Fish Stew with Fennel and Baby Potatoes (a.k.a. Pirate Stew)

At our house, this fast and fancy little number is also known as "Pirate Stew", a name inspired by one of my favourite children's books,  The Troll written by Julia Donaldson,  author of the beloved Gruffalo franchise. In it, a hapless Troll desperate to eat a goat (à la Three Billy Goats Gruff), is captured by a gang of fish-loving pirates with poor culinary skills.  The Troll is saved from jumping the plank when Pirate Peg Pokadot discovers his cookery book and frying pan. Sick of their own bony, briny, slimy cooking, the Pirates spare the Troll's life and make him the ship's cook.   Sadly for the Troll, when he turns to his "favourite page in his cookery book" a recipe for a nice goat stew, the incredulous Pirates inform him that he will be cooking fish and only fish, because that is what pirates are supposed eat.  

As someone who has many favourite pages in many cookbooks,  I feel terrible for the poor old Troll who will never realize his lifelong epicurean dream of cooking and eating a goat stew.  So as comfort, I imagine that at least if he's destined to a life full of fish stew, it is something  akin to this perfectly creamy, white wine and dill scented dish that appeared in Bon Appétit a couple of years ago.       

This stew takes under half an hour from start to finish, and it's elegant enough to feel special, but simple enough to make any old night of the week.  It's a cozy bowl full of fragrant chowder-like broth studded with bits of  fennel and satisfying chunks of fish and potato.  I enjoy sopping up the broth with a thick slice of buttered wholegrain bread, so as not to waste a drop.   This is undoubtedly a meal to warm the cockles of the heart - even the cockles of pirates, trolls, picky children and tired adults.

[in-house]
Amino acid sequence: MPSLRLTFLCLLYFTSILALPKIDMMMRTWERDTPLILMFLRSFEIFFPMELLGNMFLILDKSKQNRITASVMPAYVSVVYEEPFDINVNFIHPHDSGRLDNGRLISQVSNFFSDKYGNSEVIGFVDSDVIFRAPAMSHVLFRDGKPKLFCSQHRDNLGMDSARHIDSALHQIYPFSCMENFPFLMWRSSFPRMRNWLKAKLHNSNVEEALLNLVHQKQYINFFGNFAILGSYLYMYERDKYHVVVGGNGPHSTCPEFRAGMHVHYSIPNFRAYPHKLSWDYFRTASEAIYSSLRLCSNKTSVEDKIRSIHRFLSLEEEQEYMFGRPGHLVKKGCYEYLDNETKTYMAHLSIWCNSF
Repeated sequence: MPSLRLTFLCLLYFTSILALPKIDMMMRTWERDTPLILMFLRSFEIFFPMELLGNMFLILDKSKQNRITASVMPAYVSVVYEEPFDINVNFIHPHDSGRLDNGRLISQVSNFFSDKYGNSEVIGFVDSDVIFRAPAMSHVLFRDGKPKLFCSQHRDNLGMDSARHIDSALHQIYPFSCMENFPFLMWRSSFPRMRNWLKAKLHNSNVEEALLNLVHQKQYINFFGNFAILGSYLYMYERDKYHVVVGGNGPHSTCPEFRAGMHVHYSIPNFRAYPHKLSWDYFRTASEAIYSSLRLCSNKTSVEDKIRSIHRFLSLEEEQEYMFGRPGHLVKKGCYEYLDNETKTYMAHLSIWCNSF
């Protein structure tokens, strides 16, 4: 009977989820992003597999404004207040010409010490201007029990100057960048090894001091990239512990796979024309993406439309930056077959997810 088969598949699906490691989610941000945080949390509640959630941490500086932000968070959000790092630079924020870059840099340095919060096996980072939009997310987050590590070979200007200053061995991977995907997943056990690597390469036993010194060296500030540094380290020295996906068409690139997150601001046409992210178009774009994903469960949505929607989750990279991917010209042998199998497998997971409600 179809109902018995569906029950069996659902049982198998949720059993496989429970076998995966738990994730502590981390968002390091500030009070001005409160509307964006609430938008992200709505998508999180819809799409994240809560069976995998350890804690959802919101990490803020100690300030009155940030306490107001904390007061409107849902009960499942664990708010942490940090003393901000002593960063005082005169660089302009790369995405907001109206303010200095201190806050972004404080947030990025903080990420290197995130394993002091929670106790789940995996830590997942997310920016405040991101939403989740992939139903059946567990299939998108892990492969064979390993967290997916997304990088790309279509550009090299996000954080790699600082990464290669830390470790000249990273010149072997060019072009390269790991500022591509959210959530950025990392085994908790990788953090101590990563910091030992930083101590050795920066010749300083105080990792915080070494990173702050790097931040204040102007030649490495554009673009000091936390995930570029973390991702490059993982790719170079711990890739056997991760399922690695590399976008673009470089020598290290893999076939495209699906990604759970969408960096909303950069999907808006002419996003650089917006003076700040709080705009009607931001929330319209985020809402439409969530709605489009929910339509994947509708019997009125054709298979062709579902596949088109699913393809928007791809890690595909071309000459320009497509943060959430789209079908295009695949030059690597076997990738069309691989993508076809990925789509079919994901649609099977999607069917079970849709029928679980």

From Bon Ap
1/4 cup olive oil
8 oz baby potatoes, sliced 1/4 inch thick
1/2 medium bulb of fennel, finely chopped
2 to 3 cloves of garlic, minced
1/4 cup dry white wine
2 cups of broth or water
1/4 cup crème fraîche
1 1/2 lbs skinless white fish,  cut in 2 inch pieces (I used local pickerel)*
2 tbsp. chopped fresh dill

1. Heat the olive oil in a large pan over medium high heat.  Cook potatoes until beginning to soften, around 3 minutes.  

2. Add fennel, garlic and season with salt and pepper.   Cook for 2 minutes, until fennel is soft, stirring occasionally.

3. Add wine, bring to a boil and reduce until almost evaporated.  Pour in 2 cups of broth.  Reduce heat to low and simmer for 10 minutes, until potatoes are soft.  

4. Stir in fish and crème fraîche and simmer for 4 minutes, or until fish is just cooked through.   Sprinkle in the fresh dill, and more salt and pepper, to taste. 

Serve with lemon wedges, if desired (the recipe calls for this, but I actually prefer it with out the lemon) 

*I haven't tried it with anything but white fish, as per the recipe, but I think it would be just as delicious with other types of fish including trout, cold smoked trout or salmon, or even shrimp.  

Serves 4


Almond Sriracha Crusted Trout & Ginger Rice Pilaf